This is one of Josh Marshall's hobby horses. He is always fond of pointing out that the Bush Administrations's authoritarianism and its fables incompetence are not separate issues; they are one and the same. It's a comforting thought, really. Plenty of Bush opponents say that he failed to establish an elective dictatorship only because he was so incompetent, and that a more competent aspiring dictator might have succeeded. It is reassuring to think that any other aspiring dictator will, by definition, be equally incompetent. On the other hand, such incompetence leaves a godawful mess to clean up.

I also like the paragraph commenting that really it's okay that other democracies are not just like us, and that sometimes they might do some things better than we do. Now if we could only convince right wing nationalists that there is nothing unpatriotic about that.

"I also like the paragraph commenting that really it's okay that other democracies are not just like us, and that sometimes they might do some things better than we do."

Traitor. Had to be said.


On another topic, I was hoping someone knowledgeable would argue with Thatleftturn's anti-stimulus theory up above. He brought this up a few weeks ago and I've been wondering if Krugman or other pro-stimulus people have said anything about this. It's at least mildly disturbing to think that we might spend hundreds of billions of dollars and not only not fix the economy, but make things much worse.

a more modest policy of just repairing our social safety net to deal with 12-15% unemployment and making sure that nobody in the bottom income quartile goes starving or without heat or shelter.

We're already at 12-15% unemployment if you measure it as it was measured during the great depression.

You want to feed people, make sure they have shelter and heat....that's a stimulus program. Why not have the recipients of said aid work for it if they are able? People want to work and there is no work to do. The government is the employer of last resort. Worrying about the budget deficit at a time like this strikes me as an extremely odd thing to do.

If the economy recovers within a couple years, there will be plenty of ways to deal with the debt, and if it doesn't, the debt will be the least of your worries.

As for the gay issue: Rachel Maddow for president in 2016 (or earlier, if Obama fails or dies)!!!

At the time of young Barack's birth, the same kind of Christians who today object to same-sex marriage were then objecting to interracial marriage, or miscegenation, as against God's will. The Supreme Court decision that anti-democratically overturned the right of individual states to legislate against And the marriage of Ann Dunham and Barack Obama Sr didn't happen till young Barack was six. Indeed, the last state to repeal the law against Barack Obama's parents being married was Alabama, in 2000.

Would Barack Obama have invited a Christian to give a prayer at his inaugeration who had, weeks earlier, described his parents' marriage - or that of any interracial couple - as being like paedophilia or bestiality?

Were I ever to have 3 minutes uninterrupted conversation with Barack Obama, with the guarantee that he would answer a question honestly, I don't doubt I would have more important questions to ask than this, but still, I would like to know: would Obama want to receive a prayer from someone who thinks Obama's parents are like child or animal molestors? And if he would not, why does he feel it's OK to have Rick Warren give a prayer?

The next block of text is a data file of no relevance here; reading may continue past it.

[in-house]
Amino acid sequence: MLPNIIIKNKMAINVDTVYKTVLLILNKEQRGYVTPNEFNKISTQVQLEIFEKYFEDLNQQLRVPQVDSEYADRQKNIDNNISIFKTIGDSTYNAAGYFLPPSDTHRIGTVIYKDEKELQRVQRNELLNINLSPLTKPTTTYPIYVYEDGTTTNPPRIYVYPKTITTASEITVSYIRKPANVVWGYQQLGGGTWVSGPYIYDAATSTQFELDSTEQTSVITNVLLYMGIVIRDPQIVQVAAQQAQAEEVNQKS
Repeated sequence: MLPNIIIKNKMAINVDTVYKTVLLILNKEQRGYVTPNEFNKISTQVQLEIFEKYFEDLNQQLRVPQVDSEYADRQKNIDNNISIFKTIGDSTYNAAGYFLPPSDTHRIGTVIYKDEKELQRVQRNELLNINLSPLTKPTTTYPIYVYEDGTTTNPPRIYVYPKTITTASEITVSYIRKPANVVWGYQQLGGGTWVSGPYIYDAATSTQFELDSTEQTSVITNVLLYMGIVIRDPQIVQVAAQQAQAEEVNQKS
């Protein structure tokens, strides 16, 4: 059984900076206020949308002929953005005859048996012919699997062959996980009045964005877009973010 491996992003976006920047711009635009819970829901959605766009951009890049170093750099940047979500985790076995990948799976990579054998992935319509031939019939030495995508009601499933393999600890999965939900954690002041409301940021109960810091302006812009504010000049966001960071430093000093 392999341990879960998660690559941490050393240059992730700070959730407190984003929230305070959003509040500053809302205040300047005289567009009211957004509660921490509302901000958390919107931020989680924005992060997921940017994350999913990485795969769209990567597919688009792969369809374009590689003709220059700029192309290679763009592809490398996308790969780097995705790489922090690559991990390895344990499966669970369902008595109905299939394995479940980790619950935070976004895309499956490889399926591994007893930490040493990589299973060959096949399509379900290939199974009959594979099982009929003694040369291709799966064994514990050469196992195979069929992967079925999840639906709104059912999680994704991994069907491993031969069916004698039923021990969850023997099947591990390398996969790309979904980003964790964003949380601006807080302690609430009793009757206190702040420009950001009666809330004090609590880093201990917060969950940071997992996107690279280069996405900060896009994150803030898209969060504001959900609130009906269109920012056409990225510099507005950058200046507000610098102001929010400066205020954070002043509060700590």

And why do so many straight Americans feel that it's just not OK for LGBT people to feel insulted by Obama's decision to "reach out" to conservative Christians who think that the only way to "reach out" to LGBT people is to spit on us?

"And the marriage of Ann Dunham and Barack Obama Sr didn't happen till young Barack was six."

This is incorrect:

The couple married on February 2, 1961
And Barack Obama, Jr, was born August 4, 1961.

"Indeed, the last state to repeal the law against Barack Obama's parents being married was Alabama, in 2000."

Also, Loving v. Virginia wiped out all the anti-miscegenation laws in 1967. Getting them off the books after that was just a technicality; there are countless no longer operative laws on the books in all states, because states aren't at all dilegent about bothering to pass bills that have no effect on anything, and are just house-cleaning.

And why do so many straight Americans feel that it's just not OK for LGBT people to feel insulted by Obama's decision to "reach out" to conservative Christians who think that the only way to "reach out" to LGBT people is to spit on us?
Let me be clear on the point, however, that I think you're 100% right in this.

Sorry for taking multiple comments to respond to your one.

The Supreme Court decision that anti-democratically overturned the right of individual states to legislate against the marriage of Ann Dunham and Barack Obama Sr didn't happen till young Barack was six.

Ah, the sentence beginning "The Supreme Court decision" had an extra "And" that I didn't delete as I reworked two sentences into one.

And therefore the comment I made got Farbered. Ah well.

Uh, I am fairly certain that use of the term "Farbered" has long been banned by the site owners. In fact, I'm positive of it. And I'll remind you of your recent advice to Shredder that, if you've offended someone, even inadvertently, the smart thing to do is apologize.

Maybe cleek's looking for the appearance of at least a passing acquaintance with keeping things in perspective?

Maybe. And maybe it isn't up to cleek to decide what other people's priorities should be and whether their perspective is properly aligned.